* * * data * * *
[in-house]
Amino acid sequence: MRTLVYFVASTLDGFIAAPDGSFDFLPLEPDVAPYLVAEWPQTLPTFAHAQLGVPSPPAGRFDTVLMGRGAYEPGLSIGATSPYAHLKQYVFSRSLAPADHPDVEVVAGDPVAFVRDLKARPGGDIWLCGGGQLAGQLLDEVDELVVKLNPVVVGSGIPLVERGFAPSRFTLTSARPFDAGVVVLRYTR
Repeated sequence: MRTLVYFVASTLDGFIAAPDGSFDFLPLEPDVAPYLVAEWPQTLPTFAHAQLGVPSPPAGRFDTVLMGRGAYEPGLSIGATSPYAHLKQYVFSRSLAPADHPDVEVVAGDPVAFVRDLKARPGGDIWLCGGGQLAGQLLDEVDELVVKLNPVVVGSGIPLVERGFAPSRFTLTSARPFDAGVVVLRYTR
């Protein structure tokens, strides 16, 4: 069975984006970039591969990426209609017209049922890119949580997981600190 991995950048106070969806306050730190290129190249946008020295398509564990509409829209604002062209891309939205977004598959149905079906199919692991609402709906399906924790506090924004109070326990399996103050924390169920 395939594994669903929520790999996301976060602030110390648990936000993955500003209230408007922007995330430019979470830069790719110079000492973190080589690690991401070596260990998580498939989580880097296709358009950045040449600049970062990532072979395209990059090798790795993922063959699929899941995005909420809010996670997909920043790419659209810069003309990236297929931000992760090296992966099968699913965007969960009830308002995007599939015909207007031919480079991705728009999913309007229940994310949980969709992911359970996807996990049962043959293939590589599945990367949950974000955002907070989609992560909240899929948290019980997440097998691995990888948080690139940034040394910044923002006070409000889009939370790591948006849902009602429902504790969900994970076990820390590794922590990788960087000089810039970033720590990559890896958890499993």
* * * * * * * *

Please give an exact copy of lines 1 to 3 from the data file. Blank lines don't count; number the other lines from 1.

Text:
[in-house]
Amino acid sequence: MRTLVYFVASTLDGFIAAPDGSFDFLPLEPDVAPYLVAEWPQTLPTFAHAQLGVPSPPAGRFDTVLMGRGAYEPGLSIGATSPYAHLKQYVFSRSLAPADHPDVEVVAGDPVAFVRDLKARPGGDIWLCGGGQLAGQLLDEVDELVVKLNPVVVGSGIPLVERGFAPSRFTLTSARPFDAGVVVLRYTR
Repeated sequence: MRTLVYFVASTLDGFIAAPDGSFDFLPLEPDVAPYLVAEWPQTLPTFAHAQLGVPSPPAGRFDTVLMGRGAYEPGLSIGATSPYAHLKQYVFSRSLAPADHPDVEVVAGDPVAFVRDLKARPGGDIWLCGGGQLAGQLLDEVDELVVKLNPVVVGSGIPLVERGFAPSRFTLTSARPFDAGVVVLRYTR